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Two bankers put our economic outlook into perspective yesterday and it’s worthwhile to look at what they told us.

Bankers warn us, but as Rocky said, "It ain't so bad"

Peter Switzer
11 August 2016

By Peter Switzer

Two bankers put our economic outlook into perspective yesterday and it’s worthwhile to look at what they told us and what we should expect from the economy and our material lives over the next couple of years.

A few years back, the chief equity strategist at Macquarie, Tanya Branwhite, told me on my TV show that she expected a slow grind higher for the economy and therefore the stock market. And boy was she spot on.

Yesterday I talked to the boss of a major media organization, whose business is in strong form but he admitted that revenue growth was not easy to create. Of course, he not only has a more ‘reluctant to spend’ consumer but he thinks the Internet and the likes of Google are taking an excessive share of the ad spend out there.

A lot of people in sales are telling me the same thing that “it is tough out there”, so I believe them. However, as Rocky might have said: “It ain’t so bad” if you compare it to the alternative.

I’ve said it before and I’ll say it again: what we have here is the alternative to a Great Depression, so suck it up, princess.

Unemployment is 5.8%, not 12%. If there was a jobless rate of this magnitude, a hell of lot of people in sales wouldn’t only lack customers, they’d lack a job!

The CBA’s CEO Ian Narev summed up what his bank is seeing and it looks like a pretty succinct assessment: “We are seeing examples here of the global phenomenon where fragility in the global economy, concerns about the global geopolitical environment, creates a lack of confidence, which monetary stimulus cannot fully offset.”

What else does he see and conclude?

“So we’re expecting over the next 12 months pretty much an economy that feels like more of the same, but we do see risks to the downside if levels of confidence, driven by external events, go down and that continues to keep confidence low.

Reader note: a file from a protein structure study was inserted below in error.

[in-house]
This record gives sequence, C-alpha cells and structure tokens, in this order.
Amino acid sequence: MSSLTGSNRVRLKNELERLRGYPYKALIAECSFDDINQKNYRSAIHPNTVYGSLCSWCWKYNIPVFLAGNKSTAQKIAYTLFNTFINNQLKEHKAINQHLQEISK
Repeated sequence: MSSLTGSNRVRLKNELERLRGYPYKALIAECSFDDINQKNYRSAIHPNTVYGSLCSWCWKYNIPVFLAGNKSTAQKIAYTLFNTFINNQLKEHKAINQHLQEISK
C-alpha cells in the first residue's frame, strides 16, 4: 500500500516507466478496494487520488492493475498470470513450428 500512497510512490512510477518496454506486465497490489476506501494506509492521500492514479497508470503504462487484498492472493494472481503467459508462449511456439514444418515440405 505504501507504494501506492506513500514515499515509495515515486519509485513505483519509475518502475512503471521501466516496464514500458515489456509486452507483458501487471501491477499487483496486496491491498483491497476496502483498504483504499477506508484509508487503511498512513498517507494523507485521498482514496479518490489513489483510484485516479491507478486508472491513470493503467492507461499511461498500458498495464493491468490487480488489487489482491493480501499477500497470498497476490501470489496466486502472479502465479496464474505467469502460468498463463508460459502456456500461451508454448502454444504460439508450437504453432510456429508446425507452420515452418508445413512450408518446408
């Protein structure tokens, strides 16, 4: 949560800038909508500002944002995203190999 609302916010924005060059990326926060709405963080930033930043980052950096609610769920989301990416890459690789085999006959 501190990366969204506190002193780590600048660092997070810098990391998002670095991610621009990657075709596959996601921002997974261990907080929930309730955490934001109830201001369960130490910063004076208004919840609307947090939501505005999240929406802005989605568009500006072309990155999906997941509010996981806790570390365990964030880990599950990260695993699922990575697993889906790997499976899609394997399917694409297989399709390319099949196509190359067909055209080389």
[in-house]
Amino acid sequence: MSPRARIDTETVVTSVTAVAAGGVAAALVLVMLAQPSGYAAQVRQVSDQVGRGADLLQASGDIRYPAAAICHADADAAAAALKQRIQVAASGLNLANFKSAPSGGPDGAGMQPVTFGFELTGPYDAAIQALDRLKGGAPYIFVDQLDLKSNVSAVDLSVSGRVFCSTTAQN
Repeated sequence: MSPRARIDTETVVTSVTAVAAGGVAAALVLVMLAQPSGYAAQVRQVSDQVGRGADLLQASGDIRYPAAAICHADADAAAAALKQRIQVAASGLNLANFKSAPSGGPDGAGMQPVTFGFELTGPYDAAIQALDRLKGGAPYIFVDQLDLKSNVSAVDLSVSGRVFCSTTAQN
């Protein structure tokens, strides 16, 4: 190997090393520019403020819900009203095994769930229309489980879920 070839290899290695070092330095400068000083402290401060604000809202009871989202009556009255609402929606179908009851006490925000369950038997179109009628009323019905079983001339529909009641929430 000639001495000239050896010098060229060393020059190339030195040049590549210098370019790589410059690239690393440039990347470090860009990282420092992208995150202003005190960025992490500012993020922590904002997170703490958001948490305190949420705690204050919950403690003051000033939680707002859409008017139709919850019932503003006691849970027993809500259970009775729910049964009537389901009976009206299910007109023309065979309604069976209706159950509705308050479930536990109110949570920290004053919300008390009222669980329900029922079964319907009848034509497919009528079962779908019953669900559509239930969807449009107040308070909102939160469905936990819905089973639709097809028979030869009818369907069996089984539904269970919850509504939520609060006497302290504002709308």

“In this sort of environment, we do need to be a bit more conservative.”

This all makes perfect sense but it’s the c-word for conservative that is killing the economy’s ability to get out of this restraint-hold that seems to be locked on our economy and others.

I talked to the CEO of Bendigo and Adelaide Bank, Mike Hirst, last night on my show and he pointed out that we Aussies have enormous savings buffers tucked away in our home loans, which means we’re playing it safe too.

That’s why the Reserve Bank Governor, Glenn Stevens, in his departing speech, showed he is an economist telling the Federal Government that, as Ian Narev pointed out, interest rates won’t solve our problems. Fiscal policy, that is, more spending and more deficits, along with borrowing, is needed!

This will shake non-economist, conservative commentators to their steely bones but Stevens is spot on, if we want to break out of this slow growth cycle. In a perfect world, a much-loved Government with a great leader would bump up spending on infrastructure — building wider, better roads would be a great start and a second Sydney airport that has been promised since the 1970s!